SADDLED by what are increasingly looking like unappeasable demands for the so-called reform and re-engagement by Western countries, could Zimbabwe make a volte face and re-look at China as a model of development and as an ally in recalibrated relations?
There is almost a sense of futility in Zimbabwe’s focus on the West while China waits patiently and perhaps seeing how its much vaunted friend run around in circles. China’s own path and story of development have been well documented. What makes the Chinese model significant for Zimbabwe is that it does not follow the traditional Western prescribed reform path. A path which is often characterized by unbridled interference in the internal affairs of sovereign states by Western countries.
The Zimbabwean government has committed itself to the reform agenda but the whole process has been dogged by a number of questions. Is the government doing enough? Are its efforts genuine? Is the West playing ball?
China’s model offers an alternative pathway. It’s a model that began under Deng Xiaoping’s leadership which was from 1978 to 1992 and successive leaders have built on it. It was designed by the Chinese for the Chinese context and Zimbabwe can learn from that.
“There is no one size fits all development model in the world. The diversity of civilizations and development models should be respected by all. China will continue to firmly support African countries in their quest for development that suit their national conditions and increase experiences in governance with African countries,” President Xi Jinping said in the book The Governance of China.
Analyst Richard Mahomva recently noted that the uneven balance of power between the West or Global North and Africa was being used by the former to try to control the destiny of the latter.
“Today we speak of the Global-North and the Global-South divide which is sustained by an uneven interaction of world power.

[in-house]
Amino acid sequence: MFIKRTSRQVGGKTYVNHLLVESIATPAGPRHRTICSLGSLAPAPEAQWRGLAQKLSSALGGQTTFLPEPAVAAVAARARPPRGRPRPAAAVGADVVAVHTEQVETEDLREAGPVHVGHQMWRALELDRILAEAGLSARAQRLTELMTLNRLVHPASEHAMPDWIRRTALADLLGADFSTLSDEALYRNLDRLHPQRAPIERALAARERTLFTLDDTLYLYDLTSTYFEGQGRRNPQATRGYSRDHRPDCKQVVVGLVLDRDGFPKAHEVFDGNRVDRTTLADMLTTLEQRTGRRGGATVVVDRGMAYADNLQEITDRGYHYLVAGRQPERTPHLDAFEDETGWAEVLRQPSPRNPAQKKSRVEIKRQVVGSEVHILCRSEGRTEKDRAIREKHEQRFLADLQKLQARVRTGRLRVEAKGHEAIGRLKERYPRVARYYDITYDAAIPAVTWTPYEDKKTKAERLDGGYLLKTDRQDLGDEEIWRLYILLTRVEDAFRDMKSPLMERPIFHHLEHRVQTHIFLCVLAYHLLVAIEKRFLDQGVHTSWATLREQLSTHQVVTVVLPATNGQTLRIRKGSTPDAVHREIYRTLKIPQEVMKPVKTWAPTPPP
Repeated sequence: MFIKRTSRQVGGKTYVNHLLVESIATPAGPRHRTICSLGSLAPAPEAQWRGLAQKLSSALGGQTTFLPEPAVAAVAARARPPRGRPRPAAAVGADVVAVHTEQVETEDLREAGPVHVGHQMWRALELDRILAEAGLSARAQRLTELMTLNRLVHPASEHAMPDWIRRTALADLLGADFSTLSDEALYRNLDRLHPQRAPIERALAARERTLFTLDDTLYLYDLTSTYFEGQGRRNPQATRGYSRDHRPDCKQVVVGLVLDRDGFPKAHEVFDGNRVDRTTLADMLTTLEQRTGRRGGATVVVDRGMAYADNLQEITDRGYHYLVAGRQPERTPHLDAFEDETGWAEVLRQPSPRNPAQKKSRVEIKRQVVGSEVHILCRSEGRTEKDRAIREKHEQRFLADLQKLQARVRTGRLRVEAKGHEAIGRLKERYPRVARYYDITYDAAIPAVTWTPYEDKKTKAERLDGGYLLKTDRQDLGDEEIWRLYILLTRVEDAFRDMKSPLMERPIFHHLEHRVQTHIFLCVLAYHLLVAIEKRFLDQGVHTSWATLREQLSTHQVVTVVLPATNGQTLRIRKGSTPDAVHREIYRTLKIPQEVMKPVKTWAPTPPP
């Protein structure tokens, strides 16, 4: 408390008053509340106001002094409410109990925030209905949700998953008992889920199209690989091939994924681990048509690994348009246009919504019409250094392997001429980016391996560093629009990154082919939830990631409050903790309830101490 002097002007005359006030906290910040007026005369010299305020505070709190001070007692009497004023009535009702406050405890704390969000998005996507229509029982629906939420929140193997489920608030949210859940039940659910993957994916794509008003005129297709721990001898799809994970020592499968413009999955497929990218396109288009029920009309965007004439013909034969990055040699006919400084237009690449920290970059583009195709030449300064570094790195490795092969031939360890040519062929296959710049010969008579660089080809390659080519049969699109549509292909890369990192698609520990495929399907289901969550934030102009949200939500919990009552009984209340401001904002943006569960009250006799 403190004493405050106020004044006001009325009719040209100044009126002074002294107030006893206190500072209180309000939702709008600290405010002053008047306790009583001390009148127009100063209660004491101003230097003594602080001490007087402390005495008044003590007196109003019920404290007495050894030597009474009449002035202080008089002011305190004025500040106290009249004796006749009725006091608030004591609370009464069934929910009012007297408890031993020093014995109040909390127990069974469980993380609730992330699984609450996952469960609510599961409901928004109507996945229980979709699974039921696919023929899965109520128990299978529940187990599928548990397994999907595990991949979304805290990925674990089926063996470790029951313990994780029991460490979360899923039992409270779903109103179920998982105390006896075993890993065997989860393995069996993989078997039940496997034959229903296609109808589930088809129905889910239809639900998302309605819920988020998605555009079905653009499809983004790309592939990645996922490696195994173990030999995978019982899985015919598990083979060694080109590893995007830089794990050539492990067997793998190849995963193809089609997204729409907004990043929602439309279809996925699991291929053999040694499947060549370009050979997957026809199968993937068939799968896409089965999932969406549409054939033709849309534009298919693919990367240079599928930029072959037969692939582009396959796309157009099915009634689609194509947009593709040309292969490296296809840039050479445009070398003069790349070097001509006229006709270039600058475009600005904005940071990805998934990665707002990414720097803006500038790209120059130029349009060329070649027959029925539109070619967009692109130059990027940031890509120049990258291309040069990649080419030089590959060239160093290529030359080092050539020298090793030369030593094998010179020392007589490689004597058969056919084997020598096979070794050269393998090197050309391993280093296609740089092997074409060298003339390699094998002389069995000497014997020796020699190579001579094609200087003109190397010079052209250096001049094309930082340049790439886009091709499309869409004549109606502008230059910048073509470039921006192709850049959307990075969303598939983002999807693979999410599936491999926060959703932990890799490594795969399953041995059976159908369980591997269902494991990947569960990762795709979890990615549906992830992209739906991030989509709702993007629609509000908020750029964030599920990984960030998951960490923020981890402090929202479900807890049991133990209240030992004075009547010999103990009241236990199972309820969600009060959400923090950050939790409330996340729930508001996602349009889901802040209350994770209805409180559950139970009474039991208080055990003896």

“Here, the Global-North deposits the morals, standards and values to the Global-South in a bid to teach how economies should be managed.
“The Global-North is also a political moral prefect teaching the “Third-World” human-rights and democracy. China is a fast growing global power and yet her foreign policy is not significantly hegemonic as expected. China has maintained an ardent non-interference principle,” Mahomva recently wrote.
The West has constantly demanded a raft of reforms from Zimbabwe but has also oftentimes shifted the goalposts. The Zimbabwean administration under President Emmerson Mnangagwa has however, said it will continue with both the reforms and re-engagement drive with the West.
Expectations were high as President Mnangagwa took over the leadership of the country and championed his reform mantra “Zimbabwe is open for business” which is an echo of the Chinese approach.
“Expanding and advancing opening up, and promoting reform and development through opening up, is a powerful instrument through which China can achieve continuing progress. Opening up brings progress, while isolation leads to backwardness.
“International development and China’s development both prove this to be true,” President Xi said.
But Zimbabwe’s progress has been slow. There have been many frustrations even among senior government officials.
Zimbabwe’s Ambassador to the Russian Federation Major-General Mike Sango (Rtd) recently said that more Russian companies were willing to invest in Zimbabwe, but had been frustrated by bureaucracy in some government ministries.
“A lot of Russian companies are willing to come and invest in Zimbabwe, but at times our bureaucracy discourages them from doing so.
“During the Joint Commission we had companies that showed interest in investing in the country and presented projects in the area of energy and mining, but they are still waiting for the responses from our government.
“This is the challenge we have. I briefed the President about this and I hope that he is going to help us address this situation,” Sango said.